Conclusion

Margaret Laurence states that our laws are not written in stone, that they can be changed. An alternative to censorship is to change the law. She uses Hitler's book, Mein Kampf, as an example of hate literature. She states. 'We must understand and recognize our enemies, to counter inhumane ranting with human and humane beliefs and practices.' This alternative option allows society and leaders of the society to counter our enemies by using just and appropriate ways to argue their views instead of concealing them. It is evident that although censorship protects innocent children from negative media, censorship only conceals problems in society. Society loses its voice and a chance to quenches it's craving for mature subject matters, whereas freedom of speech allows people to explore new ideas and share their concerns with others. It is clear that censorship is the greater evil. ...read more.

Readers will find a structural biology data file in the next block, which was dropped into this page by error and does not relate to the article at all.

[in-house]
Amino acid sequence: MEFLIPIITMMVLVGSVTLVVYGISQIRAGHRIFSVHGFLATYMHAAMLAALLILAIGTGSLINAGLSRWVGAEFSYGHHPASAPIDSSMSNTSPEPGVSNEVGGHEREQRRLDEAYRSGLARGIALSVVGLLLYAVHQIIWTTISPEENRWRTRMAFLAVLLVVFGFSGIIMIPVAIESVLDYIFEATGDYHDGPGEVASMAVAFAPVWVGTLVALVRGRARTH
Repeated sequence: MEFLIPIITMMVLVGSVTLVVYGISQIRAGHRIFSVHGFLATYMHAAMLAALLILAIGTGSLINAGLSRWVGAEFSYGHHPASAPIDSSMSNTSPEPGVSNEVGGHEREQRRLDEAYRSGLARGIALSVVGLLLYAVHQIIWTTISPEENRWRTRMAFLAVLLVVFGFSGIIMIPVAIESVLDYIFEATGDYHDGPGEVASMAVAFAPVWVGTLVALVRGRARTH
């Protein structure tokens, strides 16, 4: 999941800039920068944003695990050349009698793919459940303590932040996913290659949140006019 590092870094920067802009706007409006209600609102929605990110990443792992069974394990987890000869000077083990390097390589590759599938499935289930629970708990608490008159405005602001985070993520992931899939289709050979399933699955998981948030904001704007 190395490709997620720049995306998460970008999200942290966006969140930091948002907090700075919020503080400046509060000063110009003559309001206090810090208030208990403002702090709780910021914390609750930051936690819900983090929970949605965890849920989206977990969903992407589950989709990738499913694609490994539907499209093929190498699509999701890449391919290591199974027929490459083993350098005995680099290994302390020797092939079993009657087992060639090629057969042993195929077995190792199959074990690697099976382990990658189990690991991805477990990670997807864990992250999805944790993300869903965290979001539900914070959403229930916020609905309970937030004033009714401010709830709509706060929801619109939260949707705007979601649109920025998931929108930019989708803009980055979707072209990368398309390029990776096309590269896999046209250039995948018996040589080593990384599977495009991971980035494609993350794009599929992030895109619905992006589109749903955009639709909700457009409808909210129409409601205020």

The above preview is unformatted text

This student written piece of work is one of many that can be found in our AS and A Level Media section.

Found what you're looking for?

  • Start learning 29% faster today
  • 150,000+ documents available
  • Just £6.99 a month

Not the one? Search for your essay title...
  • Join over 1.2 million students every month
  • Accelerate your learning by 29%
  • Unlimited access from just £6.99 per month

See related essaysSee related essays

Related AS and A Level Media essays

  1. What are the advantages and disadvantages of Censorship.